It’s mid-April, which means it’s Everest climbing season!
If you’re a reader of my Nepal series, you may remember The Drunk Welshman, back in Pokhara, telling me about his theory that the U.S. invaded Afghanistan in order to control the global heroin industry.
While it’s generally a good idea to take conspiracy theories with a grain of salt (especially those told to you by a drunkard in a foreign country), it’s also a good idea to not immediately discount them, just because they don’t square up with your own background knowledge. If traveling teaches us anything, it’s that ALL of us, no matter where we’re from, have woefully inadequate, incomplete, and utterly skewed educations. (See: Fake News in Former Yugoslavia)
Last weekend, I decided to investigate the Welshman’s claim. In doing so, I fell down a bit of a YouTube hole, and learned some really interesting things about modern Afghanistan. Below are three videos that shed some light on the situation in this country. Don’t take them as complete, unbiased texts, but maybe use them to think about your preconceptions about this country and the foreign involvement there. I found them fascinating. I hope you do too.
Before I ever left home, I’d left home a thousands times in the pages of the books I loved. I grew up as a bookish kid, who wolfed down words faster than food. Still today, after I’ve been to more than 20 countries, books have this wonderful ability to take me to new places — even when I’m nowhere more exotic than a comfy armchair in my own home.
Here are 11 of my favorite books to kickstart your wanderlust:
The next day, a doctor inserted a feeding tube through Georgi’s nostril. “He showed no resistance,” Soslan said. “Nothing.” Georgi was given a diagnosis of uppgivenhetssyndrom, or resignation syndrome, an illness that is said to exist only in Sweden, and only among refugees. The patients have no underlying physical or neurological disease, but they seem to have lost the will to live. The Swedish refer to them as de apatiska, the apathetic. “I think it is a form of protection, this coma they are in,” Hultcrantz said. “They are like Snow White. They just fall away from the world.”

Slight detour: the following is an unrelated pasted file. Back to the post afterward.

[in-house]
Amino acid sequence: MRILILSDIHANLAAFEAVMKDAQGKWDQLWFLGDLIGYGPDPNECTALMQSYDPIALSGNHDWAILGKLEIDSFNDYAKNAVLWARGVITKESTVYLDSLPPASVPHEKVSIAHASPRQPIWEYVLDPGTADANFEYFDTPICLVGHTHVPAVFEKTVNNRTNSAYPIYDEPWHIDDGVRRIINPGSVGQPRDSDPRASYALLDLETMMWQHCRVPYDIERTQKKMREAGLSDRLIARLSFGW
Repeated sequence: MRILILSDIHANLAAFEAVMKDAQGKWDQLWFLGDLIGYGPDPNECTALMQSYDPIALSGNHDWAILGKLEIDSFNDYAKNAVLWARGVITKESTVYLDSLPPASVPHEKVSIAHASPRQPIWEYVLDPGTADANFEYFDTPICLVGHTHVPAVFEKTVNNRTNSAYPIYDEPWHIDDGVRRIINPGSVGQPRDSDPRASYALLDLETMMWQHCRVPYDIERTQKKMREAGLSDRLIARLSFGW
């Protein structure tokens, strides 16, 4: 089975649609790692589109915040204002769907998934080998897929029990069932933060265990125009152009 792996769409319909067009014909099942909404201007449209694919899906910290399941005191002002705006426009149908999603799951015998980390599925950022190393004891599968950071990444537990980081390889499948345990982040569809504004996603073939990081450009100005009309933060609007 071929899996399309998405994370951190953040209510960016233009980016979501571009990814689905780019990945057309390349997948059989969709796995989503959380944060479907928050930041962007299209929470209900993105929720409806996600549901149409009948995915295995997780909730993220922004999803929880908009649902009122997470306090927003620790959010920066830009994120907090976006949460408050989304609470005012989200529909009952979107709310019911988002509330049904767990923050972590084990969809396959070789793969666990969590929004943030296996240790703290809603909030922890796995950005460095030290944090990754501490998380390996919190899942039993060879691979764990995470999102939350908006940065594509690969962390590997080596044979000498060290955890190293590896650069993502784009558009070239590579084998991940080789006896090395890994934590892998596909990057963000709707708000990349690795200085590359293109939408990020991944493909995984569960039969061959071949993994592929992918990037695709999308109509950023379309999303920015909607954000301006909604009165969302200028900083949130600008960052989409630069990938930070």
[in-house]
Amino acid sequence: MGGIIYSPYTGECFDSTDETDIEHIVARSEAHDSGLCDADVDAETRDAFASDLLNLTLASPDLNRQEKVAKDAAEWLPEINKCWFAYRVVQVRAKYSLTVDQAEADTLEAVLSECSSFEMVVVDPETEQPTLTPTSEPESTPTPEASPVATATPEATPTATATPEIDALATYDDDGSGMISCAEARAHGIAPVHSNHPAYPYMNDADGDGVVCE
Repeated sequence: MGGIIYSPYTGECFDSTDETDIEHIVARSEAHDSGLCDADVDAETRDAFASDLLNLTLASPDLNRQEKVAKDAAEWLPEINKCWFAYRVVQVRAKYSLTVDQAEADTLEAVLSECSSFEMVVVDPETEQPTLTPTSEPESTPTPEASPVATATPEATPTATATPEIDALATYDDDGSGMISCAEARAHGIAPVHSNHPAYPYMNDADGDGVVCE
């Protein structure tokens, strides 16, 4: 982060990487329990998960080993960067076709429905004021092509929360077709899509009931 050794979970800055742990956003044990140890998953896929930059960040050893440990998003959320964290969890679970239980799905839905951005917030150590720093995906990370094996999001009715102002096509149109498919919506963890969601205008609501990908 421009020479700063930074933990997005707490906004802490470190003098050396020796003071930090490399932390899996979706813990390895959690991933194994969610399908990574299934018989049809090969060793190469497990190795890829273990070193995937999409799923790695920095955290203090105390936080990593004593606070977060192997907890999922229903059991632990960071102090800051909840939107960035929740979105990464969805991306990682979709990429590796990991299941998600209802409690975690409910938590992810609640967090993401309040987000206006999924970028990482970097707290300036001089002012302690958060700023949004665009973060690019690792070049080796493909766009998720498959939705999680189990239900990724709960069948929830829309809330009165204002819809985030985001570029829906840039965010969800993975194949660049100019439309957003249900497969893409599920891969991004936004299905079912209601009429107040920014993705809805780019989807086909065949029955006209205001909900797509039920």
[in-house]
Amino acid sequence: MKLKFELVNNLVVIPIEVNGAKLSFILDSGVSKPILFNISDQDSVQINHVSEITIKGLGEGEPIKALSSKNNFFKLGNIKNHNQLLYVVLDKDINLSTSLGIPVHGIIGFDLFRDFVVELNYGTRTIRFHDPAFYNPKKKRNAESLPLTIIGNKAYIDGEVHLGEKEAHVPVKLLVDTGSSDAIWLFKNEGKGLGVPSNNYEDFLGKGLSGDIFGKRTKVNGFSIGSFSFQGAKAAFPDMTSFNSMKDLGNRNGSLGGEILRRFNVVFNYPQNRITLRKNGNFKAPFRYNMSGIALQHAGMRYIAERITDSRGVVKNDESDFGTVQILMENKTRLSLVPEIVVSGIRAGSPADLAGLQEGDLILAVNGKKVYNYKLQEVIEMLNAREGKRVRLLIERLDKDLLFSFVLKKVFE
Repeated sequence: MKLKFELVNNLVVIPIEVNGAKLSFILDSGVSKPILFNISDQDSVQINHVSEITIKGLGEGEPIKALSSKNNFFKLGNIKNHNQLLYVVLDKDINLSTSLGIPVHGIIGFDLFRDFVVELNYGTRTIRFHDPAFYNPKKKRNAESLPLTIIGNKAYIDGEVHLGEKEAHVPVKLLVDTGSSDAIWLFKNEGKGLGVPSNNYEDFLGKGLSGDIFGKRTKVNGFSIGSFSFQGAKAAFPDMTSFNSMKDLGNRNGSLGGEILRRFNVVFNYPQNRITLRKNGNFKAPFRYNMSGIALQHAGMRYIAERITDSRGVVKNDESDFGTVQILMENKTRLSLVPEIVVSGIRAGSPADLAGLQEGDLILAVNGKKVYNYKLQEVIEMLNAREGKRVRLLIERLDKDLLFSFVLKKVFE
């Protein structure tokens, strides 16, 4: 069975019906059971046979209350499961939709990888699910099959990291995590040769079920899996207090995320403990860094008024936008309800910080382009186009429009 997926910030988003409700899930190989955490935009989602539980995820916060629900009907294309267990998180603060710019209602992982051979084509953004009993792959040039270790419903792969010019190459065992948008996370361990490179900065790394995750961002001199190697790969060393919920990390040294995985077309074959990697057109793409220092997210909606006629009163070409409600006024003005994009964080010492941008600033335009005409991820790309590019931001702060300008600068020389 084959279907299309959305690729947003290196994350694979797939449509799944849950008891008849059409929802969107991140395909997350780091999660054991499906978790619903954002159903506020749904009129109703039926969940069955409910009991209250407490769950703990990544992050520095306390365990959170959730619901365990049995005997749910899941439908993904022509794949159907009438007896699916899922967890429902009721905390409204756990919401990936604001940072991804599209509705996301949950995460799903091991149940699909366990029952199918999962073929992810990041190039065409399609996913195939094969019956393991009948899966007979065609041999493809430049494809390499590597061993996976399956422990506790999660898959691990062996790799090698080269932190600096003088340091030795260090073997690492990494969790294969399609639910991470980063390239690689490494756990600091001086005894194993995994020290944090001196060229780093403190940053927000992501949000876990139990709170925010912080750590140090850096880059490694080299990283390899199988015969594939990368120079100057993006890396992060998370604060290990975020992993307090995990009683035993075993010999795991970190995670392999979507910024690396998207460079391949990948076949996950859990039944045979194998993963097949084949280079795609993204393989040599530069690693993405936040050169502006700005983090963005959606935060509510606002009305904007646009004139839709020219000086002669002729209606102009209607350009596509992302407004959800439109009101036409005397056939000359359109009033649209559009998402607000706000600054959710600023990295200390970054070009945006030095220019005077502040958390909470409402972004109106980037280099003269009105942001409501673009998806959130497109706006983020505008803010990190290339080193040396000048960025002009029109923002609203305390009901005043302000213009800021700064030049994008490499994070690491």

I read this article in The New Yorker over my morning coffee, and it blew me away so much I had to share. One of those stories that seems so fantastical it can’t possibly be true. But it is — and it’s not new, either.
I don’t have much to add, but you should read the article. It’s incredibly interesting.
[ed. note: I’m off exploring Taipei. Our ski town correspondent is skiing pow. In the meantime, here’s a guest post about general travel in Benin, West Africa. The writing’s courtesy of my sister, who served 2.5 years of Peace Corps service there. It’s a fascinating piece—I guarantee you will learn something new!]
I am a geography nerd who loves maps and learning about the world, so I knew about the country called Benin, but I probably would never have visited had the Peace Corps not invited me to serve there. (More on Peace Corps service later!)
Benin was colonized by the French, and there is still a small contingent of French voluntourists who visit the country, but in the English-speaking world, it is largely unknown. It deserves more recognition.
Benin is a small, key-shaped (or so they say) nation on the coast of West Africa. It is bordered on the east by Nigeria, and on the west by Togo (which is one country over from Ghana, perhaps the best-known West African nation and a poster-child for international development).
Yes, you will need to have some French language skills to get by here. Very few people speak English. Though once you get out of the capital, you’ll find that many of the people you encounter don’t speak French either. They will be thrilled to teach you a few phrases in the local language, though.
Here are some interesting facts about Benin and advice for your travels there.